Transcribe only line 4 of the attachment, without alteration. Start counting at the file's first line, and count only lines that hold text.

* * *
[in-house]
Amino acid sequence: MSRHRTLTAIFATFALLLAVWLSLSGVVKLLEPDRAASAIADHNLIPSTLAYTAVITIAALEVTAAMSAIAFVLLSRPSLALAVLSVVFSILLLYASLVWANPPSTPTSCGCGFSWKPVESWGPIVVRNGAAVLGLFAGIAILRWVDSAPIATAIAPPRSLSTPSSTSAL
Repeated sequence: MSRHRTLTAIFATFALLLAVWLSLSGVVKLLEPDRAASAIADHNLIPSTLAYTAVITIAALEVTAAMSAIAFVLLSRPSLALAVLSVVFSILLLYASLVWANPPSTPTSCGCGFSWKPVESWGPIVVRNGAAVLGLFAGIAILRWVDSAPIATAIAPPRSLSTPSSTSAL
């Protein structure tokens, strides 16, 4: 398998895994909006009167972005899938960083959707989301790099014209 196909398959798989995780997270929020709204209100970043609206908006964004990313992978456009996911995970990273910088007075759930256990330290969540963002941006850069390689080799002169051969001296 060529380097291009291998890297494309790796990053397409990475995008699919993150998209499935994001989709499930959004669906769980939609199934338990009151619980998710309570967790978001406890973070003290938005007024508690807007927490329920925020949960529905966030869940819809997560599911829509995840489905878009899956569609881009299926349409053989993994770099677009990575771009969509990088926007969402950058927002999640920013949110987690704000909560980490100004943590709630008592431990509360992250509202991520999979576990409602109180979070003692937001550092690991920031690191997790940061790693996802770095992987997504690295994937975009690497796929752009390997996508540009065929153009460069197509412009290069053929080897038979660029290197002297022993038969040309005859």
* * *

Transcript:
């Protein structure tokens, strides 16, 4: 398998895994909006009167972005899938960083959707989301790099014209 196909398959798989995780997270929020709204209100970043609206908006964004990313992978456009996911995970990273910088007075759930256990330290969540963002941006850069390689080799002169051969001296 060529380097291009291998890297494309790796990053397409990475995008699919993150998209499935994001989709499930959004669906769980939609199934338990009151619980998710309570967790978001406890973070003290938005007024508690807007927490329920925020949960529905966030869940819809997560599911829509995840489905878009899956569609881009299926349409053989993994770099677009990575771009969509990088926007969402950058927002999640920013949110987690704000909560980490100004943590709630008592431990509360992250509202991520999979576990409602109180979070003692937001550092690991920031690191997790940061790693996802770095992987997504690295994937975009690497796929752009390997996508540009065929153009460069197509412009290069053929080897038979660029290197002297022993038969040309005859």